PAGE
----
Drones are the public face of counter-insurgency. Mechanical, unmanned, distant, they fly above battlefields from Pakistan to Yemen, their unblinking electronic eyes streaming video back to uniformed pilots secure on military bases elsewhere. The United States is the best-known drone operator in the world, but it’s hardly the only country that uses them. The Israel Defense Forces are using drones over Gaza as part of “Operation Protective Edge,” the IDF’s term for their latest anti-rocket operations in the strip.
The Aviationist reports that, for the first time, Israel is deploying a modified Elbit Systems Hermes 450, with a new antenna on top and carrying underwing pods, over Gaza. (To see what it looks like, check out The Aviationist post; the drone pictured above is not the drone in question.) The underwing pods could be fuel tanks for longer flights, though speculation exists that they instead contain either light missiles or guns. According to the brochure from the drone’s manufacturer, it doesn’t carry any weapons itself, instead using only surveillance and targeting equipment. Many American drones function that way too, providing information and targeting coordinates for other, armed parts of the military. Drones are especially useful against irregular fighters because they can fly for a long time, and catch movement when it eventually happens. Speaking to the recent conflict and the dearth of images of Hamas fighters, New York Times photographer Tyler Hicks recently noted:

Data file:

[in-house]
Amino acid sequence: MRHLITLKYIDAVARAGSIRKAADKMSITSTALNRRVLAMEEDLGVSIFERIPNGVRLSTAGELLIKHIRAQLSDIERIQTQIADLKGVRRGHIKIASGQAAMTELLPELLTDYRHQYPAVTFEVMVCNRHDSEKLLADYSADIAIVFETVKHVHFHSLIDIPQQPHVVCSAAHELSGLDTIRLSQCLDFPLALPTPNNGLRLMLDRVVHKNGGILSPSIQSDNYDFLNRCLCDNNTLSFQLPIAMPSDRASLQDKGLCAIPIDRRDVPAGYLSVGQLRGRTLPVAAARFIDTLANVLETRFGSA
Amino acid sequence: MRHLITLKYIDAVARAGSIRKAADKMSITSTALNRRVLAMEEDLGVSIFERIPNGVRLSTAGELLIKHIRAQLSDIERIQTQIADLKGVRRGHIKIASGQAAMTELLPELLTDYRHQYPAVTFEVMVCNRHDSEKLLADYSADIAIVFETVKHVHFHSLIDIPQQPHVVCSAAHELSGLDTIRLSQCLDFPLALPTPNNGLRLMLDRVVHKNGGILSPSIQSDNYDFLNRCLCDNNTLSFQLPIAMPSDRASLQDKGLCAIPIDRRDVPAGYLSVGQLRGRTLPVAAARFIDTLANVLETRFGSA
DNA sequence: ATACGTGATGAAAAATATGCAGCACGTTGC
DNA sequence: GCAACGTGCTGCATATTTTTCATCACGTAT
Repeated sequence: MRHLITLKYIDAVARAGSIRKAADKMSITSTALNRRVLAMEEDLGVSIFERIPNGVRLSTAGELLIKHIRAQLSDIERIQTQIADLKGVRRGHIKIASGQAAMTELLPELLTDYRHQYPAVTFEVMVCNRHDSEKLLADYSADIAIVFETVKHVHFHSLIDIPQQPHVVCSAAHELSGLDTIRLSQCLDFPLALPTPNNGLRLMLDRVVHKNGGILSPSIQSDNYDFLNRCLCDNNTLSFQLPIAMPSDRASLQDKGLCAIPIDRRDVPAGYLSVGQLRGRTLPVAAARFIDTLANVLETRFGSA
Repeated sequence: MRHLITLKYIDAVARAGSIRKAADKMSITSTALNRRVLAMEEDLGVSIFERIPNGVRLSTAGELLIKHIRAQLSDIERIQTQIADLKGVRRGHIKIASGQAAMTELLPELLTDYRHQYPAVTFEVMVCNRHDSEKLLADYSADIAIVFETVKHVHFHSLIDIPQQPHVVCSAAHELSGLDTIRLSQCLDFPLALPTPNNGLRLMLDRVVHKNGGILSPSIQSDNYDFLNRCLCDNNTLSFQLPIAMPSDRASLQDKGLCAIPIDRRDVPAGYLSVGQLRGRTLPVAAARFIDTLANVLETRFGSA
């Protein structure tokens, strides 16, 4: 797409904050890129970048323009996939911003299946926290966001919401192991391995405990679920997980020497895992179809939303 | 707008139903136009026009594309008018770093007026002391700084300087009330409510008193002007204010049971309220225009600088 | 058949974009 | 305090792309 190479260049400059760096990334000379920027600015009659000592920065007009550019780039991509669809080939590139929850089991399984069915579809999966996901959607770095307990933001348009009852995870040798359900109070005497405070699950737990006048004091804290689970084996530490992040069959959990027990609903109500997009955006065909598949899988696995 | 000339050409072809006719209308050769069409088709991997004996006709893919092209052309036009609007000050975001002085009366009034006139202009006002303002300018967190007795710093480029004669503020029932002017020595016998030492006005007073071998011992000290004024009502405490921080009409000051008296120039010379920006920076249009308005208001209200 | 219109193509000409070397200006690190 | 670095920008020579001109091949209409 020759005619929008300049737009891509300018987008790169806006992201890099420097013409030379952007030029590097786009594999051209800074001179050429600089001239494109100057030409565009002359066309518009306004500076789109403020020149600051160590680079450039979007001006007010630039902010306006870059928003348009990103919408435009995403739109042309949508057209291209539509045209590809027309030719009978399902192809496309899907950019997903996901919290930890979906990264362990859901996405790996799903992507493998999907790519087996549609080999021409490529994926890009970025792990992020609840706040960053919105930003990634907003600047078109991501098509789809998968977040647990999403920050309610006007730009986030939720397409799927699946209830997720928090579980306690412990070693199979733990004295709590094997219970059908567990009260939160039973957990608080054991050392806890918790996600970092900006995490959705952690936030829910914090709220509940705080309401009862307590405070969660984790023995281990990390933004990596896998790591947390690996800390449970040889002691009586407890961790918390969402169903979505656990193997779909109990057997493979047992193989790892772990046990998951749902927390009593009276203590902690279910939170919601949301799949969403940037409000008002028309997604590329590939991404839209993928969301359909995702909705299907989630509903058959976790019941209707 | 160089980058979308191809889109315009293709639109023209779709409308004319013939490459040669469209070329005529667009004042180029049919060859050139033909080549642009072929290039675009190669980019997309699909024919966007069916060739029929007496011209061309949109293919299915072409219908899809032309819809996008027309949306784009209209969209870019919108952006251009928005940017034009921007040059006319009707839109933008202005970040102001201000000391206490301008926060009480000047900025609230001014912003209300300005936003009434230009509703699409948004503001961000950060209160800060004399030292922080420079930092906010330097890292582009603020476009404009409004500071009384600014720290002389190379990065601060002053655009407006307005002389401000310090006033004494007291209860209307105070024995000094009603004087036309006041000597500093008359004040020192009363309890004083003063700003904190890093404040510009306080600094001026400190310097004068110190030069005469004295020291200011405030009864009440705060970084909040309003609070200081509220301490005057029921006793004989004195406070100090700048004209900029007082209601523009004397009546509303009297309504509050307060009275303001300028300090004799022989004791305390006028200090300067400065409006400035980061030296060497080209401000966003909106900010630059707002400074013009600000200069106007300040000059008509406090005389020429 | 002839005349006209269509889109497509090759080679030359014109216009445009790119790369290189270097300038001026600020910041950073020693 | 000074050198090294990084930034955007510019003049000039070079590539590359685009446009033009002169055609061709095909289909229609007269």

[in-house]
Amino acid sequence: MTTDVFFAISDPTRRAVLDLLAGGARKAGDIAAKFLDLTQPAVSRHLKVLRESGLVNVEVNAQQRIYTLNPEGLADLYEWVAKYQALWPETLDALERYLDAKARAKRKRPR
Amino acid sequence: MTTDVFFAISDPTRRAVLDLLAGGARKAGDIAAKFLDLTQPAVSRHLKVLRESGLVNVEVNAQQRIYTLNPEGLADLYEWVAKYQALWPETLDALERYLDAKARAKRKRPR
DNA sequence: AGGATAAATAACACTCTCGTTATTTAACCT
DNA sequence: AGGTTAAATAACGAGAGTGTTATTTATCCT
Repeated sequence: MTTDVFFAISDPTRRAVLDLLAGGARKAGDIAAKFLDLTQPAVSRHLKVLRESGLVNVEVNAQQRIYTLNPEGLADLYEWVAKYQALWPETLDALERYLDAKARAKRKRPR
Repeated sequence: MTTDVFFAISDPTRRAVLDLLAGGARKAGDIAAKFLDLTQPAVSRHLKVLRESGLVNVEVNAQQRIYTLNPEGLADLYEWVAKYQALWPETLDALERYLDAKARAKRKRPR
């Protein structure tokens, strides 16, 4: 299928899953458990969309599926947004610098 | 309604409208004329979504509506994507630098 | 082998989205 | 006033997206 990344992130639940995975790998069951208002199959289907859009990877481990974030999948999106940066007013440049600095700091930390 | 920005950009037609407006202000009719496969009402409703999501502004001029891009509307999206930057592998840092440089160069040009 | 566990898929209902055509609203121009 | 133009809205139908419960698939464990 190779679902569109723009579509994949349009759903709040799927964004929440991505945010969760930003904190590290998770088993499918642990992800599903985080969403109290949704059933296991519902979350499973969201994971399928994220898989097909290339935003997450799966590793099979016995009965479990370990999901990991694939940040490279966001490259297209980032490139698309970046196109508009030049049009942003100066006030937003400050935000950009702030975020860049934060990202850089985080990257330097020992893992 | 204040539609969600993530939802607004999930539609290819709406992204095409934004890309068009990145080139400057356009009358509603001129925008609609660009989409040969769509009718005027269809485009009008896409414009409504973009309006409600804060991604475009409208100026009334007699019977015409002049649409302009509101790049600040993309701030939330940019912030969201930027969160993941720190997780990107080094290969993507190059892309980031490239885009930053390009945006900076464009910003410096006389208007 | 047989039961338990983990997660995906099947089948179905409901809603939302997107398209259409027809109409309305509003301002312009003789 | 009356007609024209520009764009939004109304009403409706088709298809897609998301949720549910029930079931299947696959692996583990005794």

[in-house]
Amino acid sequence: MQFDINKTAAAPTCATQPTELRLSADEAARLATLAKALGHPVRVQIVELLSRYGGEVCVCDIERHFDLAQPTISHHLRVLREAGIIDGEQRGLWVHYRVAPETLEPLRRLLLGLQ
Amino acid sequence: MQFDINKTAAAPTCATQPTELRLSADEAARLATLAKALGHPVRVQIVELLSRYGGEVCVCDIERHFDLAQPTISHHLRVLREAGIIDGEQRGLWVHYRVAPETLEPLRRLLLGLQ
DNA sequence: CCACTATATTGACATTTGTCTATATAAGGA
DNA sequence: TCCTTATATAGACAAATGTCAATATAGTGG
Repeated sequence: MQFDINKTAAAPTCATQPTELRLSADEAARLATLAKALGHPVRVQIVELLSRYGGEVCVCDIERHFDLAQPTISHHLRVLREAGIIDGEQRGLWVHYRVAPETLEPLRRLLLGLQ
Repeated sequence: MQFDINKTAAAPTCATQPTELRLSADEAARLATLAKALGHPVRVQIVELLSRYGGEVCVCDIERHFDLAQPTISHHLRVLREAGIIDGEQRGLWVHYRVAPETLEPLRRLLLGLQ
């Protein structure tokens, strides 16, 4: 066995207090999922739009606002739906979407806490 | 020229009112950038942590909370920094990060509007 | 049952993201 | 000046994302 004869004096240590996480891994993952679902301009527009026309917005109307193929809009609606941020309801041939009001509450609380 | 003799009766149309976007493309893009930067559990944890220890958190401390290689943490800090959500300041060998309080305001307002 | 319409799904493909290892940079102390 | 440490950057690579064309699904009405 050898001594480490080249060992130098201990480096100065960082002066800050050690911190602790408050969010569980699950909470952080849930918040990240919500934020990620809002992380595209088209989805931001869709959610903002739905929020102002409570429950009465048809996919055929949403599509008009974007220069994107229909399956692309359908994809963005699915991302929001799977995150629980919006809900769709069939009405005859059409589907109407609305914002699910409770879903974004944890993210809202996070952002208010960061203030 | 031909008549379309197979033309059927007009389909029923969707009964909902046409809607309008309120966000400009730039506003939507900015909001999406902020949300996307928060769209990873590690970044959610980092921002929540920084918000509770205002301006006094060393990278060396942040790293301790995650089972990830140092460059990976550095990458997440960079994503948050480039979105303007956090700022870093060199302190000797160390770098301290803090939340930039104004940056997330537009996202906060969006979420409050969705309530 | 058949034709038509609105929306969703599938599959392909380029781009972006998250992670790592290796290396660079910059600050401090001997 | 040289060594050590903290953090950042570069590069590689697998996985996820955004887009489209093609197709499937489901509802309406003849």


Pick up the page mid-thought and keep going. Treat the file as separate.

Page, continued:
If the drone was carrying weapons, it wouldn’t be the first time Israel’s used an armed drone. During the 2006 Lebanon War, Israeli drone footage showed hellfire missiles, like those used by American drones, in flight. In 2010, the Wall Street Journal ran footage of an Israeli drone strike in Gaza from the 2009 Gaza war, known as “Operation Cast Lead.” Israel is a major drone exporter, and at trade shows Israeli companies display both native-made drone armaments and Israeli drones armed with foreign munitions. According to the Pew Research Global Attitudes Project, while much of the world remains opposed to drone strikes, only one country’s population supports American drones strikes more than the United States, and that’s Israel.